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In one week, on 1 November, the Mekong-Japan Summit, an annual meeting of Asian governments from the Mekong region and Japan, will take place in Bangkok. On the margins of the Summit, Japanese companies are expected to announce new business partnerships, and a large new coal plant in Vietnam could be one of them.

The science is abundantly clear that we need to keep fossil fuels in the ground to ensure a future for our planet, and that means we can’t let any new coal plants be built anywhere in the world. So the Vung Ang 2 coal-fired power station in Central Vietnam – currently planned for financing by Japan’s biggest banks – is a definite no-go.

Tell Japan’s big banks to publicly commit to not fund the Vung Ang 2 coal-fired power station in Vietnam.

Our work exposing Japan’s banks’ major funding of coal has already contributed to moving Mitsubishi UFJ – Japan’s biggest bank and the eighth largest commercial bank in the world – to commit to a no-coal policy while other major banks have promised to restrict coal lending, and now is our chance to hold them to their word.

Delivering thousands of signatures before the possible announcement could be the last push needed to get Japan’s banks across the line and stop funding coal across the globe.

Mitsubishi UFJ, Mizuho, Sumitomo-Mitsui Banking Corporation, and Sumitomo Mitsui Trust Bank, Japan’s mega banks, have all published policies promising to restrict their finance for coal, and signed on to the UN Principles for Responsible Banking, in which they commit to “align their business practices with the Paris Agreement”. But now they are in line to do the exact opposite.

We cannot let them greenwash their way into a new coal plant. Add you name to the petition today. For a fossil free future https://act.350.org

More Climate Action Updates:

Chile’s government announced Wednesday that they’d suspend the 25th UN Climate Talks, which were set to start in Santiago on 2 December. Weeks of large, historic protests against rising inequality spurred the decision. We’re standing for the safety, equality, and freedom of speech of all Chileans, and called for re-scheduled climate talks that represent people, not polluters.

The UN just confirmed that COP 25 will move to Madrid, Spain on the same date. Sign the petition demanding a people’s climate summit without fossil fuel companies.

State of emergency: Well over 300,000 people have been forced to evacuate their homes and nearly 1 million lost power in California this week due to wildfires raging across the state. More destructive fires and a longer fire season are the new normal California, making serious action plans to address the climate crisis more urgent than ever. It makes the Govt’s move to start pulling the US out of the Paris Agreement this coming Monday even more appalling.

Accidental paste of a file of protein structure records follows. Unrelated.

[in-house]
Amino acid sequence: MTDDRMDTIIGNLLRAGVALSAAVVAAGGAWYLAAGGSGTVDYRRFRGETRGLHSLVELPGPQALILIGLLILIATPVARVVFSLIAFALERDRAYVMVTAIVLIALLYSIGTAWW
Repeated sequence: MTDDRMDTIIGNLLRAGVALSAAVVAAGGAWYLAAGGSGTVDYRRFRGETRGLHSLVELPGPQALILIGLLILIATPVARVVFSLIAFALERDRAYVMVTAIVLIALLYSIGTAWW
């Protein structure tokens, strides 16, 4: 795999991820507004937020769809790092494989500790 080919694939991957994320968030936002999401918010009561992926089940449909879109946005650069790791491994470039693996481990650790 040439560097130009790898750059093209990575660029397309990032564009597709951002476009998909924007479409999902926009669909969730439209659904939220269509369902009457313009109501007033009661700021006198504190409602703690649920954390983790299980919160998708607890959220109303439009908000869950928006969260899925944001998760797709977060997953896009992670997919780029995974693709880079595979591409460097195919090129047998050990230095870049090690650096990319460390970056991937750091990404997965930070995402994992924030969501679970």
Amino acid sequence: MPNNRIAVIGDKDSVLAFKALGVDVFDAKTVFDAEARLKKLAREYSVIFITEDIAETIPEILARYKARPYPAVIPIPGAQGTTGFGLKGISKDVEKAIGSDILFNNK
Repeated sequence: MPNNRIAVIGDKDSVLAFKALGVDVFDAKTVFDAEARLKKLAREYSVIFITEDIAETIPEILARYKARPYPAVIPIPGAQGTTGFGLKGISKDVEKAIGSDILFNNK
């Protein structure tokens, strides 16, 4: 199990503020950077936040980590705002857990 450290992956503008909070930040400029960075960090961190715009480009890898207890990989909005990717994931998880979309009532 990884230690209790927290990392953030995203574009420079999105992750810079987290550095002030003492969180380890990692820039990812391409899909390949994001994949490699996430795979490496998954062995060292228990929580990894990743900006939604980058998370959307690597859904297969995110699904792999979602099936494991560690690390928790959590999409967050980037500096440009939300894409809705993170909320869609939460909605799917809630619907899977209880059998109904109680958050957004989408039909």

See you in court: Indigenous Maori leader Mike Smith is taking on the CEO of a major Austrian oil company, OMV, at the International Criminal Court. On behalf of Indigenous communities — the first affected by oil companies’ digging and burning of fossil fuels — he aims to banish the company from Aotearoa New Zealand, and set a precedent for other parts of the world.

Global Powershift in Istanbul, Turkey in 2013 united hundreds of passionate climate organizers from around the world to massively scale up the movement.

Celebrate: It’s been 10 years since our first global day of action! We took stock of the past decade with a timeline of major moments throughout our 10-year history, and recorded interviews with organizers to talk about the work that’s still ahead of us. Birthday’ with a donation today:

The Inside Story: “I will never simply hand over what centuries of struggle made mine — and I am not alone.”

Vic Barret is a 20 year-old Garifuna American climate activist from New York, and one of 21 plaintiffs suing the U.S. government on climate. In “Ancestral Resistance”, they talk about how identity impacts their activism, and show how communities bearing the worst impacts of climate crisis are also the most powerful advocates for change.

On Monday, just one week after Canada’s federal election, 27 young people were arrested in Ottawa for occupying the House of Commons. They were demanding that the newly elected MPs work together toward a Green New Deal for Canada.

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